In a healthy human being when the heart rate increases during activity, the heart does not only beat faster, it also bets stronger and faster. This response is significantly impaired in patients with heart failure;their heart has lost the abilityto beat significantly stronger and faster, and this loss is a hallmark of the disease. In this study, e aim to unravel the molecular processes involved in the regulation of heart-rate-dependent strength and speed. In both rabbits that have a very similar rate-dependent regulation of contraction and relaxation, as well as in muscle tissue obtained from end-stage failing human hearts, we will investigate the contribution of myofilament protein phosphorylation on rate-dependent processes. The completion of this study will go a long way in understanding rate-dependent activation in health and disease, and will provide critical new information that can be used to strategize future treatment options.

Agency
National Institute of Health (NIH)
Institute
National Heart, Lung, and Blood Institute (NHLBI)
Type
Research Project (R01)
Project #
5R01HL113084-03
Application #
8701132
Study Section
Cardiac Contractility, Hypertrophy, and Failure Study Section (CCHF)
Program Officer
Boineau, Robin
Project Start
2012-08-15
Project End
2016-07-31
Budget Start
2014-08-01
Budget End
2015-07-31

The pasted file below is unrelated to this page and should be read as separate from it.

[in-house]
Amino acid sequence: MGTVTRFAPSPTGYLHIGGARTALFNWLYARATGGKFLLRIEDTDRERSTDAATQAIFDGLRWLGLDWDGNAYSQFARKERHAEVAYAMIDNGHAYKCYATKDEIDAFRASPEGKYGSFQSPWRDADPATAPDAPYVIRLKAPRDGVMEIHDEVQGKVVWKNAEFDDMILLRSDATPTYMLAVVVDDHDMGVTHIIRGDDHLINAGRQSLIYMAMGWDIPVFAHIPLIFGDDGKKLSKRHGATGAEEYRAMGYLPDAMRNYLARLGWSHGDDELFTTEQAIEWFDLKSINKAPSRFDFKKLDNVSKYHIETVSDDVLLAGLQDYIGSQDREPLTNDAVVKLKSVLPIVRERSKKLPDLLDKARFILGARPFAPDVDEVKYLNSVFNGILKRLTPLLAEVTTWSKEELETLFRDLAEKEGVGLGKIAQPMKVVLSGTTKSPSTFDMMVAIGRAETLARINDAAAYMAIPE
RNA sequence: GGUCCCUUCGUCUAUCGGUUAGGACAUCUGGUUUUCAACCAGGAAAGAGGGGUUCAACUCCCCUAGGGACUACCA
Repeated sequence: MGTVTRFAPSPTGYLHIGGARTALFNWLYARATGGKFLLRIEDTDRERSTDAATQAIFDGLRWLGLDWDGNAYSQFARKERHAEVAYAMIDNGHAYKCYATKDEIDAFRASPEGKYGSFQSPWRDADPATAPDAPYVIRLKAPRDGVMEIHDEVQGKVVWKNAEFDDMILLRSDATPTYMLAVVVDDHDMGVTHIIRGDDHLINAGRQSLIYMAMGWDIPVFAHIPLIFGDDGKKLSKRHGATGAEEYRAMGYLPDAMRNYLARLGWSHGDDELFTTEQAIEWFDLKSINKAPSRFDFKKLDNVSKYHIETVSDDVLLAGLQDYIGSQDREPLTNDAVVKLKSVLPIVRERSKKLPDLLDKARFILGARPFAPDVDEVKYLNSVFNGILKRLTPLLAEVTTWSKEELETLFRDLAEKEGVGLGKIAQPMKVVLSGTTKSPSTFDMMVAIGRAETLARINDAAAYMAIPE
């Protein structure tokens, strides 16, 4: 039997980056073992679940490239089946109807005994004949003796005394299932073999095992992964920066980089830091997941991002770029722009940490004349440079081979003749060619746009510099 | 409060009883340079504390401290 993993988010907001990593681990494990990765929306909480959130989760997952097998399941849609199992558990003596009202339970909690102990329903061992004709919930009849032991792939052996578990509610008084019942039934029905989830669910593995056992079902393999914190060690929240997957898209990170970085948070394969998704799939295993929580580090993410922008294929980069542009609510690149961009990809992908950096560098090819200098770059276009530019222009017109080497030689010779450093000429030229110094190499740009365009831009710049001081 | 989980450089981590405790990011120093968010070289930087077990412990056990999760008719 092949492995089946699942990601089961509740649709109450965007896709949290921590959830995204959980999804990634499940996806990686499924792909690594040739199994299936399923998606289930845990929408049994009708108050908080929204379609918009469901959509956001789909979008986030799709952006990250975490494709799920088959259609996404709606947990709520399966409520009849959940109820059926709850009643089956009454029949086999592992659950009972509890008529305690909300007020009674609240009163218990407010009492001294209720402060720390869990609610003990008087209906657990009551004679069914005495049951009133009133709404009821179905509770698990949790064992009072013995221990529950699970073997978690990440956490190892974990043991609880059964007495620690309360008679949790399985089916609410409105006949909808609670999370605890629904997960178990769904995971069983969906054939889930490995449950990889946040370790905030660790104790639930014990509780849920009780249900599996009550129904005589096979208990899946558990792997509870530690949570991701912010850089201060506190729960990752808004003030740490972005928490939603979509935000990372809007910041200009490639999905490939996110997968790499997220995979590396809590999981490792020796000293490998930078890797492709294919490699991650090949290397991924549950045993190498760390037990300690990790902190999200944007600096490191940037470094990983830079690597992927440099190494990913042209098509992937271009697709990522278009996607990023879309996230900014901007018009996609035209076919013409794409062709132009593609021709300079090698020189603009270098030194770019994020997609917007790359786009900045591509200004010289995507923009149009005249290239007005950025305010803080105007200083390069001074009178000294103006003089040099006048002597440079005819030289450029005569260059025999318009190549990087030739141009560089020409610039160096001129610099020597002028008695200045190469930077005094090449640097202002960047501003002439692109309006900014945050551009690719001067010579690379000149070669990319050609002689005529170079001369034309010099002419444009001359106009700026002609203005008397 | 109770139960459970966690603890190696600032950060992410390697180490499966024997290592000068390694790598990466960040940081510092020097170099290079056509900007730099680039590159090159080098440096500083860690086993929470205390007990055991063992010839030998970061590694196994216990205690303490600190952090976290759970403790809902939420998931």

Support Year
3
Fiscal Year
2014
Total Cost
Indirect Cost
Name
Ohio State University
Department
Physiology
Type
Schools of Medicine
DUNS #
City
Columbus
State
OH
Country
United States
Zip Code
43210
Csepe, Thomas A; Zhao, Jichao; Hansen, Brian J et al. (2016) Human sinoatrial node structure: 3D microanatomy of sinoatrial conduction pathways. Prog Biophys Mol Biol 120:164-78
Li, Ning; Csepe, Thomas A; Hansen, Brian J et al. (2016) Adenosine-Induced Atrial Fibrillation: Localized Reentrant Drivers in Lateral Right Atria due to Heterogeneous Expression of Adenosine A1 Receptors and GIRK4 Subunits in the Human Heart. Circulation 134:486-98
Milani-Nejad, Nima; Chung, Jae-Hoon; Canan, Benjamin D et al. (2016) Insights into length-dependent regulation of cardiac cross-bridge cycling kinetics in human myocardium. Arch Biochem Biophys 601:48-55
Janssen, Paul M L; Biesiadecki, Brandon J; Ziolo, Mark T et al. (2016) The Need for Speed: Mice, Men, and Myocardial Kinetic Reserve. Circ Res 119:418-21
Swager, Sarah A; Delfín, Dawn A; Rastogi, Neha et al. (2015) Claudin-5 levels are reduced from multiple cell types in human failing hearts and are associated with mislocalization of ephrin-B1. Cardiovasc Pathol 24:160-7
Sturm, Amy C; Kline, Crystal F; Glynn, Patric et al. (2015) Use of whole exome sequencing for the identification of Ito-based arrhythmia mechanism and therapy. J Am Heart Assoc 4:
Milani-Nejad, Nima; Canan, Benjamin D; Elnakish, Mohammad T et al. (2015) The Frank-Starling mechanism involves deceleration of cross-bridge kinetics and is preserved in failing human right ventricular myocardium. Am J Physiol Heart Circ Physiol 309:H2077-86
Haizlip, Kaylan M; Milani-Nejad, Nima; Brunello, Lucia et al. (2015) Dissociation of Calcium Transients and Force Development following a Change in Stimulation Frequency in Isolated Rabbit Myocardium. Biomed Res Int 2015:468548
Hansen, Brian J; Zhao, Jichao; Csepe, Thomas A et al. (2015) Atrial fibrillation driven by micro-anatomic intramural re-entry revealed by simultaneous sub-epicardial and sub-endocardial optical mapping in explanted human hearts. Eur Heart J 36:2390-401
Li, Ning; Csepe, Thomas A; Hansen, Brian J et al. (2015) Molecular Mapping of Sinoatrial Node HCN Channel Expression in the Human Heart. Circ Arrhythm Electrophysiol 8:1219-27

Showing the most recent 10 out of 16 publications